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The Animal That Therefore I Am, Paperback / softback Book

The Animal That Therefore I Am Paperback / softback

Edited by Marie-Louise Mallet

Part of the Perspectives in Continental Philosophy series

Paperback / softback

Description

The Animal That Therefore I Am is the long-awaited translation of the complete text of Jacques Derrida's ten-hour address to the 1997 Cerisy conference entitled "The Autobiographical Animal," the third of four such colloquia on his work.

The book was assembled posthumously on the basis of two published sections, one written and recorded session, and one informal recorded session. The book is at once an affectionate look back over the multiple roles played by animals in Derrida's work and a profound philosophical investigation and critique of the relegation of animal life that takes place as a result of the distinction-dating from Descartes-between man as thinking animal and every other living species.

That starts with the very fact of the line of separation drawn between the human and the millions of other species that are reduced to a single "the animal." Derrida finds that distinction, or versions of it, surfacing in thinkers as far apart as Descartes, Kant, Heidegger, Lacan, and Levinas, and he dedicates extended analyses tothe question in the work of each of them. The book's autobiographical theme intersects with its philosophical analysis through the figures of looking and nakedness, staged in terms of Derrida's experience when his cat follows him into the bathroom in the morning.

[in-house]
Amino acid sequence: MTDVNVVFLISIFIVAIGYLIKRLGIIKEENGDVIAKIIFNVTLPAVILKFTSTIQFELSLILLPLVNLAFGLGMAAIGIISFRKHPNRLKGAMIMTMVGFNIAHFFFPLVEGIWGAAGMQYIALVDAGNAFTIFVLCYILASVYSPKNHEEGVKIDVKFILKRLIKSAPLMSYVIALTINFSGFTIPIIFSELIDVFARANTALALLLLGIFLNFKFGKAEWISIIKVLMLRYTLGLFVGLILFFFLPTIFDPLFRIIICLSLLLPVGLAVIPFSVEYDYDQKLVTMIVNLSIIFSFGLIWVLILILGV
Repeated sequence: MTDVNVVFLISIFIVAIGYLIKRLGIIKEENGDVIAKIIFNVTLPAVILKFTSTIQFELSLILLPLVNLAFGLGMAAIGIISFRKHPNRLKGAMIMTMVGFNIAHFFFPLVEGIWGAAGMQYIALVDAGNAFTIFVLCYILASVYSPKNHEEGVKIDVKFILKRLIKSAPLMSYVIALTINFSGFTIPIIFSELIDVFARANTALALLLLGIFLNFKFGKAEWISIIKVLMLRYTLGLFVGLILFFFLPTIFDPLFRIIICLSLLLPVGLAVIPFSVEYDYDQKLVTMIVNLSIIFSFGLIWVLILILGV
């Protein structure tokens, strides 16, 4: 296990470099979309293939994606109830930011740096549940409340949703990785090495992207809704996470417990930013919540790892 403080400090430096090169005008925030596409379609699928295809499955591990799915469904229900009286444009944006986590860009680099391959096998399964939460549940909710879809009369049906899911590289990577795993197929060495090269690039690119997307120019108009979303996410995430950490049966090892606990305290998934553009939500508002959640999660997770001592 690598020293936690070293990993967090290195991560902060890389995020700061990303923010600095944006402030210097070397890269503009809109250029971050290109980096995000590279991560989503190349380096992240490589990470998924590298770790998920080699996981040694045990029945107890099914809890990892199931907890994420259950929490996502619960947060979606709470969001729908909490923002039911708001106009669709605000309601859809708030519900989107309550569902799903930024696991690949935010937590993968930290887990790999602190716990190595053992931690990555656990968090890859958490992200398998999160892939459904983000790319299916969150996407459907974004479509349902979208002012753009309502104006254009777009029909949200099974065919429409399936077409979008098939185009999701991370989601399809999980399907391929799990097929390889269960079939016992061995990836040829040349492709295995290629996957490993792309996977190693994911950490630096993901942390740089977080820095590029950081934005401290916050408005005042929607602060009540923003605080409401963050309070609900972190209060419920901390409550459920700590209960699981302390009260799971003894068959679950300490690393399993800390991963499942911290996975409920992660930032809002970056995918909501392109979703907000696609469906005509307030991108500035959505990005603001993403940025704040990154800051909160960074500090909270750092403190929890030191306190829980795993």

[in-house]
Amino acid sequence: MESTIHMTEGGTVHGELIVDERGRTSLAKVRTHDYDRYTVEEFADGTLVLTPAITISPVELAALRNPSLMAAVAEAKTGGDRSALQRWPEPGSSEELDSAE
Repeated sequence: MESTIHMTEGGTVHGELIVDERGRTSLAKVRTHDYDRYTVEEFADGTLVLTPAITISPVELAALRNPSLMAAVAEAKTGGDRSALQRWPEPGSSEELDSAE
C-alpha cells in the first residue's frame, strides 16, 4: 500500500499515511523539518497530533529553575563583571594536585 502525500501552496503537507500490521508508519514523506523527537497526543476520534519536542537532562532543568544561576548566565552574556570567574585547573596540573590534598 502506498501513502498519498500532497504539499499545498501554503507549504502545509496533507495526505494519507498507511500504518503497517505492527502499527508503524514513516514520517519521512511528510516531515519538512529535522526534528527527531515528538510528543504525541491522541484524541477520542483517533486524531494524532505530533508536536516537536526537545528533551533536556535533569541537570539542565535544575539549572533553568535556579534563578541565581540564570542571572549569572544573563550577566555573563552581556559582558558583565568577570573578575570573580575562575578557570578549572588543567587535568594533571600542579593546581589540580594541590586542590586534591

In a classic deconstructive reversal, Derrida asks what this animal sees and thinks when it sees this naked man.

Yet the experiences of nakedness and shame also lead all the way back into the mythologies of "man's dominion over the beasts" and trace a history of how man has systematically displaced onto the animal his own failings or betises. The Animal That Therefore I Am is at times a militant plea and indictment regarding, especially, the modern industrialized treatment of animals.

However, Derrida cannot subscribe to a simplistic version of animal rights that fails to follow through, in all its implications, the questions and definitions of "life" to which he returned in much of his later work.

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